We often hear that finding clear, straight-forward information about choosing to self-manage on the NDIS can sometimes be tricky. This is largely because there are so many ways to self-manage on the NDIS and how a person arranges their supports depends on what they want to achieve. To help out, Sydney-based support coordinator, InCharge, is attempting to bust some of the myths that are out there. This has included summarising the different ways a person can find and manage their own home care and support workers.
As part of this conversation, InCharge contacted three service providers with the following questions.
- How do we show commitment to building trust between people with disability, families, workers and organisations?
- What avenues are there for disclosing issues safely and confidentially if things go wrong between individuals and their workers?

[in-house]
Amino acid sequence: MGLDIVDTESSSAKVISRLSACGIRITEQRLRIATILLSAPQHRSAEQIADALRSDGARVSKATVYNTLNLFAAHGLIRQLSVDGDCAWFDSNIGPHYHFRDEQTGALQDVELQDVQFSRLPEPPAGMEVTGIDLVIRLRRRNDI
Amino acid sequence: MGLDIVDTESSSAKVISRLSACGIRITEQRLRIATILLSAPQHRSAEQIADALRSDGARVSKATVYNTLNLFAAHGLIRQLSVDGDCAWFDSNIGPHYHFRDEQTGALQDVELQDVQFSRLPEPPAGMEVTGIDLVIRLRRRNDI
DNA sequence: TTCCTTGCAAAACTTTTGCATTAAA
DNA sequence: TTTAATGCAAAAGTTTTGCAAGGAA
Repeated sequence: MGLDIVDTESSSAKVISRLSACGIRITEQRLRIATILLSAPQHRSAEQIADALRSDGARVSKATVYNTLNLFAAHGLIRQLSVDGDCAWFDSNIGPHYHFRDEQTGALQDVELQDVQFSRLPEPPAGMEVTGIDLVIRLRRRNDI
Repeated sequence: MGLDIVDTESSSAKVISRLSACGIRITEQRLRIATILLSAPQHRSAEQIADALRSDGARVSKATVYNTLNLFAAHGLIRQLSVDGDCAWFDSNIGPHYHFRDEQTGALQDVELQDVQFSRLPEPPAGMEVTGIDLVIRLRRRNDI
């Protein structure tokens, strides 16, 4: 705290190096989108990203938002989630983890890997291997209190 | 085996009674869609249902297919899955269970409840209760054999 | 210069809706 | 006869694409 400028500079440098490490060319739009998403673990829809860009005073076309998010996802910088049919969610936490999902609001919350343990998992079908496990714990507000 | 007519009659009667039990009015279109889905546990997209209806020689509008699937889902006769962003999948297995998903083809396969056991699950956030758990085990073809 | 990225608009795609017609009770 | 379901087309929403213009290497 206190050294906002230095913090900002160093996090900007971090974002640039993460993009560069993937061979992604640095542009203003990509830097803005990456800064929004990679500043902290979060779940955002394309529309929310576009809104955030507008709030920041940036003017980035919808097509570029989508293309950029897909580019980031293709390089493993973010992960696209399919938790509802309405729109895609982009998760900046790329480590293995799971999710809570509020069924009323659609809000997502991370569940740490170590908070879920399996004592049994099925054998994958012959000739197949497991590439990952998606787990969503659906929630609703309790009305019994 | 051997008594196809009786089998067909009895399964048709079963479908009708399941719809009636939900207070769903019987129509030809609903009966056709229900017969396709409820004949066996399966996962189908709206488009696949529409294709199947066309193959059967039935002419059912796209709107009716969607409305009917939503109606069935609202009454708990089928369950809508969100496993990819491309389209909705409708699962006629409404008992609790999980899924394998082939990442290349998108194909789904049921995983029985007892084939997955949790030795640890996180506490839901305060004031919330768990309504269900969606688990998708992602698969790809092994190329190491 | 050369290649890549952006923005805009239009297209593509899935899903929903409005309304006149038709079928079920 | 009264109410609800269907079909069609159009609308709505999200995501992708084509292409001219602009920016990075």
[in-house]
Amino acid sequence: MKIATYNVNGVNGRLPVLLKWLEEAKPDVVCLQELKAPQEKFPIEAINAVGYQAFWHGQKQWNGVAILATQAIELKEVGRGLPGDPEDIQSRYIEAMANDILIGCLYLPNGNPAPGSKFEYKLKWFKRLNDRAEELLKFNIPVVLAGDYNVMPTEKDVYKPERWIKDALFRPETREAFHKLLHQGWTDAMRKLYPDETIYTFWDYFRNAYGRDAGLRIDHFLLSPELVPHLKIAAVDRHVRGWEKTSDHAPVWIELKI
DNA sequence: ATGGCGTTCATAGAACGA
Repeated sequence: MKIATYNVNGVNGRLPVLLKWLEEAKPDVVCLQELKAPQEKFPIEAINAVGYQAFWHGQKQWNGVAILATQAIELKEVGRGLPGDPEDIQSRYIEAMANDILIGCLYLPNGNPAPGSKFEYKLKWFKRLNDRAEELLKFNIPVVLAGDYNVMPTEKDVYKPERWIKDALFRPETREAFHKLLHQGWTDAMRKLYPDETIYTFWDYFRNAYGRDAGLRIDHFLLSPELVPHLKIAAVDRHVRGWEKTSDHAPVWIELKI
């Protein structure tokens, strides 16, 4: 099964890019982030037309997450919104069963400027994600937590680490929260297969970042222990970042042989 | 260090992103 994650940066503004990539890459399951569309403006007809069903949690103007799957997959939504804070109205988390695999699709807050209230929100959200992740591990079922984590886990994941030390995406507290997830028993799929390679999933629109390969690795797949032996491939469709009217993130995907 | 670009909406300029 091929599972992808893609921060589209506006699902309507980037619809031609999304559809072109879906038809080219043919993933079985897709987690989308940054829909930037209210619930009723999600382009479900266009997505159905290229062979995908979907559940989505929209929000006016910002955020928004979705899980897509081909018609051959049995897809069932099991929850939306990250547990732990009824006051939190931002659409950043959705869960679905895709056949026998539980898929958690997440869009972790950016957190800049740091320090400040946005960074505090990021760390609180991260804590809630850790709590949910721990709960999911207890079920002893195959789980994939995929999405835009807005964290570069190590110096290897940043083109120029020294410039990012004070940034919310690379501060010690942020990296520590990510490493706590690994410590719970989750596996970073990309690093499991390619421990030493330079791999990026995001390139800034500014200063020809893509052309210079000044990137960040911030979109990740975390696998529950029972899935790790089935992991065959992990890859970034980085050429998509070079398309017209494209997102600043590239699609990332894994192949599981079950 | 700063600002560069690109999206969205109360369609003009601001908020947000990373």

- Who is responsible for offering professional development to individuals, their families and their workers as we navigate this new NDIS world?
As one of the providers, we were given the opportunity to contribute to the conversation. In case you missed it, we’re republishing our answers to each question below. It’s a fair amount of reading but they are important questions that deserve robust conversation. If you’re keen to join in, please let us know what you think! For these answers in context, our comments appeared on the InCharge blog here.